A website is made up of one or more web pages. Each web page is fetched by a web server (from either files, or databases, or some combination of the two), packaged into envelopes for traversal through the internet, and presented on your computer monitor by a web browser. A small website may consist of just a couple of web pages, each represented by a single file on the web server. But a typical website can quickly grow to dozens, or even hundreds of web pages. This would be nearly impossible to manage if each web page was a separate file. That’s where the CMS comes in.
The magic of a CMS involves some underlying technology that we will not go into (such as PHP and SSI). Instead of managing individual files, a CMS manages content. You input pieces of content into the CMS, and it presents the content on any number of web pages. A CMS is also (typically) database driven. This means that content, along with settings and other pieces of metadata, are kept in a database instead of individual files. The CMS will fetch the data from the database and display it in a predefined manner.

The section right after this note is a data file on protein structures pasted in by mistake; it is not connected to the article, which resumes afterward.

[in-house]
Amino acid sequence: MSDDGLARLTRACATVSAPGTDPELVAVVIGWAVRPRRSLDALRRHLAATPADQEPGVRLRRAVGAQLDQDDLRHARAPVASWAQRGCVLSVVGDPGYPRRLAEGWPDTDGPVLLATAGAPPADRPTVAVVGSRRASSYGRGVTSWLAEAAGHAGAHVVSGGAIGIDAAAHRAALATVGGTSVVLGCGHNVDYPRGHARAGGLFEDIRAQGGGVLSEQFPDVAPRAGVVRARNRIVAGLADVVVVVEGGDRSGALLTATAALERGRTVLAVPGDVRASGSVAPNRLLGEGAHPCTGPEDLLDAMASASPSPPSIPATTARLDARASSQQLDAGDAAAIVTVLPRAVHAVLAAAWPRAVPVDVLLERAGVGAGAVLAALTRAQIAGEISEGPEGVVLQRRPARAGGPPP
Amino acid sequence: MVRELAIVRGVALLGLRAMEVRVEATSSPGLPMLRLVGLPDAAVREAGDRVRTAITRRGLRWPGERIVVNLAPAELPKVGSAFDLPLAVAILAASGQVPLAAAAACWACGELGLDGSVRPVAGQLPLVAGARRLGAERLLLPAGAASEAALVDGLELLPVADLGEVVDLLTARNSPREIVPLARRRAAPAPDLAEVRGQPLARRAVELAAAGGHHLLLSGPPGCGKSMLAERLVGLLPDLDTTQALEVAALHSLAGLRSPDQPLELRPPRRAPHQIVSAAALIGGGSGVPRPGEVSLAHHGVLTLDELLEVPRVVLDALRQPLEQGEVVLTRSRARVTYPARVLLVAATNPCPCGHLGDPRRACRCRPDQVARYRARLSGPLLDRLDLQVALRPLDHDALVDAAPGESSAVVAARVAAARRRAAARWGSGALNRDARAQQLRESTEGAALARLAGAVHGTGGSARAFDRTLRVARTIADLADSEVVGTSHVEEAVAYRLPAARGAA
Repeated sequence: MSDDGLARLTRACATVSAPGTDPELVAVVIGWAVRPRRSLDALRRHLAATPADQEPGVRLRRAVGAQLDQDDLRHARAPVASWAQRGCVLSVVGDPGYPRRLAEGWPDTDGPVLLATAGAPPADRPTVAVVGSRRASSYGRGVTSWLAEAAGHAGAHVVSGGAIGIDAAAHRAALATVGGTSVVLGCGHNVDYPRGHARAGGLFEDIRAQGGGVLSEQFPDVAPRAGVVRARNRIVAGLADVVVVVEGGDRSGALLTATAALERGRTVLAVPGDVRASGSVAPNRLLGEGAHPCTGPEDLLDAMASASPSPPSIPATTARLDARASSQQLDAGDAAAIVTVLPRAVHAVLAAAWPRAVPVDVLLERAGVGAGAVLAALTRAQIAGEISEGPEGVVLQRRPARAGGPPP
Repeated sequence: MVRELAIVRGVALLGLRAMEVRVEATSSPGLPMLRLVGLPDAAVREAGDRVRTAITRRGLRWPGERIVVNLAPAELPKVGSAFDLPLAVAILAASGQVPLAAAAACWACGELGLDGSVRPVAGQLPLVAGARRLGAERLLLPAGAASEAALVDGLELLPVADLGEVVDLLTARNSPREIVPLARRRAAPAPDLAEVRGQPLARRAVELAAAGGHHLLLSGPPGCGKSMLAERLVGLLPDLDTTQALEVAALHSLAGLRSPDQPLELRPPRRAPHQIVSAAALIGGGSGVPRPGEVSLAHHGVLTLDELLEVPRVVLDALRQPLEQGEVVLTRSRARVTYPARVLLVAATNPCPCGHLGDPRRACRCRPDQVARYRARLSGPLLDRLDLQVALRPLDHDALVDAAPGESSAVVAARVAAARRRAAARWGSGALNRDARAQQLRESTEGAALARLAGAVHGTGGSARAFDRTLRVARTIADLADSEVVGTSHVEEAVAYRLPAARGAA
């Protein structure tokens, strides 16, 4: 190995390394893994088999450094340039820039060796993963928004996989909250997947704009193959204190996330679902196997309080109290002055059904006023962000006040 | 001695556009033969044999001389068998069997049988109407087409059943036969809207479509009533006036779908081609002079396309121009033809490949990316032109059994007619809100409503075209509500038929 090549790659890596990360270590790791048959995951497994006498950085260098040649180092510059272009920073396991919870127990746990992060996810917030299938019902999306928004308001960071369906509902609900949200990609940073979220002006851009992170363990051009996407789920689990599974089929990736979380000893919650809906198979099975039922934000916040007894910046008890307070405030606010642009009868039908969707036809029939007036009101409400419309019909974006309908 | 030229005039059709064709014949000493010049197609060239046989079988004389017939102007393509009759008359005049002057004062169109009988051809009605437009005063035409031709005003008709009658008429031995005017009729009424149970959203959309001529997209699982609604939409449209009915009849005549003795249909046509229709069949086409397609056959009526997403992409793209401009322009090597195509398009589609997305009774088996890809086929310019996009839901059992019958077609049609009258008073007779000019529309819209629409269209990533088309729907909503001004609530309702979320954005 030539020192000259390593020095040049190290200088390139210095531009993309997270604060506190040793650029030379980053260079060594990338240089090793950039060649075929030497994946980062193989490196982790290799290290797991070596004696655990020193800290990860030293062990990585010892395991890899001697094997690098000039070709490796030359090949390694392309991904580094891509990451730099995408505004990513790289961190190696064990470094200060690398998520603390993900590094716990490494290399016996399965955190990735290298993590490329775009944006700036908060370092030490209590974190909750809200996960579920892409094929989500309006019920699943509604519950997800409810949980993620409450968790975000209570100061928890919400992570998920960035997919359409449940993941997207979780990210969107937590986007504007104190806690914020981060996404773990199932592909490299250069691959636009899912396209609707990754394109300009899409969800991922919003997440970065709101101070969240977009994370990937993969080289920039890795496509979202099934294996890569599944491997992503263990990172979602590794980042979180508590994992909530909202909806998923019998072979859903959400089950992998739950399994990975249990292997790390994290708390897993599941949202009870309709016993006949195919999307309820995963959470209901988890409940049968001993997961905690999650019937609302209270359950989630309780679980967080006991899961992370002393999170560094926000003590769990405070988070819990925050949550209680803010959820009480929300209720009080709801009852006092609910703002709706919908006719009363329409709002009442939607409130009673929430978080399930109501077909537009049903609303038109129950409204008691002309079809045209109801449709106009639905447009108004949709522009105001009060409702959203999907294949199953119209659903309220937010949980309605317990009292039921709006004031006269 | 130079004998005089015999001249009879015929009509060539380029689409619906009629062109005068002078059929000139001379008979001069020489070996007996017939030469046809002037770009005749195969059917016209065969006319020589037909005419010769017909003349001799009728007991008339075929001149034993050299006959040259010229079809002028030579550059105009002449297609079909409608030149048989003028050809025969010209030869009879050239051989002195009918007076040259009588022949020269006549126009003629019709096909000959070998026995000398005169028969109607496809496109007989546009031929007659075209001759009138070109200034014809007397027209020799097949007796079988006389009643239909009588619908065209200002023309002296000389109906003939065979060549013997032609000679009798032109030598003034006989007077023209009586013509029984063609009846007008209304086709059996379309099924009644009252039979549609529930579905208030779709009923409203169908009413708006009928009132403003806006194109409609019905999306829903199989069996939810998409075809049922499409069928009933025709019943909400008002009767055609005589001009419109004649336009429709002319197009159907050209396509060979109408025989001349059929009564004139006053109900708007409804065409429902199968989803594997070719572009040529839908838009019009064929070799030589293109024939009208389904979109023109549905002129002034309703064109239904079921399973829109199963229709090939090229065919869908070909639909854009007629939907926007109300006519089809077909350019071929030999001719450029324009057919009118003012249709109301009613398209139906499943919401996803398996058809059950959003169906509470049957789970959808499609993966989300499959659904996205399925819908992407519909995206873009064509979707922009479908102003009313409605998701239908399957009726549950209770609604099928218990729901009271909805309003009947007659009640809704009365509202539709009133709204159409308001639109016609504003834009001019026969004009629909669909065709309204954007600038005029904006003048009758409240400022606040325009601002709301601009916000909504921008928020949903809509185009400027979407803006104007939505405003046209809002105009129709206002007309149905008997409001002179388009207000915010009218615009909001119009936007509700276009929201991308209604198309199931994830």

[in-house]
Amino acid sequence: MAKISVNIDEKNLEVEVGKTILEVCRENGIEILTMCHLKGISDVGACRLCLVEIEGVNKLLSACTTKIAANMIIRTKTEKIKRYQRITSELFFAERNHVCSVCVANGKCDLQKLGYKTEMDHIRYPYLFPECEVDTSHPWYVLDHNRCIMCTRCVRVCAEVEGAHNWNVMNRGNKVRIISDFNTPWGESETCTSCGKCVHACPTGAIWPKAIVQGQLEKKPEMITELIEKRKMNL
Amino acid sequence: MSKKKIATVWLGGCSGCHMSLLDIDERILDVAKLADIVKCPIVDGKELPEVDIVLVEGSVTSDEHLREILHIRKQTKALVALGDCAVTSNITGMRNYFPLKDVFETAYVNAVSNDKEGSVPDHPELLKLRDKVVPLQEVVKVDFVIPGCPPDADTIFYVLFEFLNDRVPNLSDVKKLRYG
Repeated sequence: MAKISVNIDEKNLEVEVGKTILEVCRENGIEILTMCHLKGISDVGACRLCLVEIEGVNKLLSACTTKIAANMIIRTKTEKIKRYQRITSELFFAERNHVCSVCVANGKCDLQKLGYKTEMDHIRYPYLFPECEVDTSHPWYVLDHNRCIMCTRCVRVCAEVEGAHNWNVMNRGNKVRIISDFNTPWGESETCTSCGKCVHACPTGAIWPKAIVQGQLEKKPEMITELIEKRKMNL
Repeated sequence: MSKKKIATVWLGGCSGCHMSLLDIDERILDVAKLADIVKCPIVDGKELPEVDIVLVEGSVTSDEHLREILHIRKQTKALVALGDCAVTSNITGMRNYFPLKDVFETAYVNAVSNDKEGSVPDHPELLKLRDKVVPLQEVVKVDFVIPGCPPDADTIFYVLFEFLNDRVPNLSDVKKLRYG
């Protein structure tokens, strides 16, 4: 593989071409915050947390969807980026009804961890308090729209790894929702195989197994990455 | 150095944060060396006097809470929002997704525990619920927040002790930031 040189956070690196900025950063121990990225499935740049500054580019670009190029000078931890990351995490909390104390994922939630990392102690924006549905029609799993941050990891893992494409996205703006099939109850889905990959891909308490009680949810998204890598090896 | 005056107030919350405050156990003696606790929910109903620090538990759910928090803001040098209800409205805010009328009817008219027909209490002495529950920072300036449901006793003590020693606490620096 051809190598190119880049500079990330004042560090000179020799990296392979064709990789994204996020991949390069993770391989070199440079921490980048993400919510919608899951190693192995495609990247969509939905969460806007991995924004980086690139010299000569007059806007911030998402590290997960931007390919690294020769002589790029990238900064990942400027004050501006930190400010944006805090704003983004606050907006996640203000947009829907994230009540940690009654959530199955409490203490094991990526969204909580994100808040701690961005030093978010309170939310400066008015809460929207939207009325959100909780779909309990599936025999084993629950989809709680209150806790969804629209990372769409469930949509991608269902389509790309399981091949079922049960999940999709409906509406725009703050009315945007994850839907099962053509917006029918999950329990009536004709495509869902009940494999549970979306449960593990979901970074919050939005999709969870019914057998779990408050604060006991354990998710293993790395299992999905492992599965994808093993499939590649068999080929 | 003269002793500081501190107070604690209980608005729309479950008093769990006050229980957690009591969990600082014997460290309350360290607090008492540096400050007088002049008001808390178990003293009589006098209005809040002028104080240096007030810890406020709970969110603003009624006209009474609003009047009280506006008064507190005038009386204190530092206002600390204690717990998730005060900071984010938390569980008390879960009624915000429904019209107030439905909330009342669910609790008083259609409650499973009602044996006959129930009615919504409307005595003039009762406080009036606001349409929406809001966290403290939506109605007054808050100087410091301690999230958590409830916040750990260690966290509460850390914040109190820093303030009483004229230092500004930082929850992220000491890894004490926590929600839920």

With a CMS, managing a full website is as easy as sending an email or creating a Word document. Instead of hiring someone to make changes to you web pages, you can do it. It also makes creating large websites more cost efficient. A CMS will also make changing site structure easy. For instance, if you once had a page called “Services” that listed every service you offered, and you decided you needed to separate “Services” into “Landscaping Services” and “Home Repair Services”, the CMS would make that possible without requiring a developer.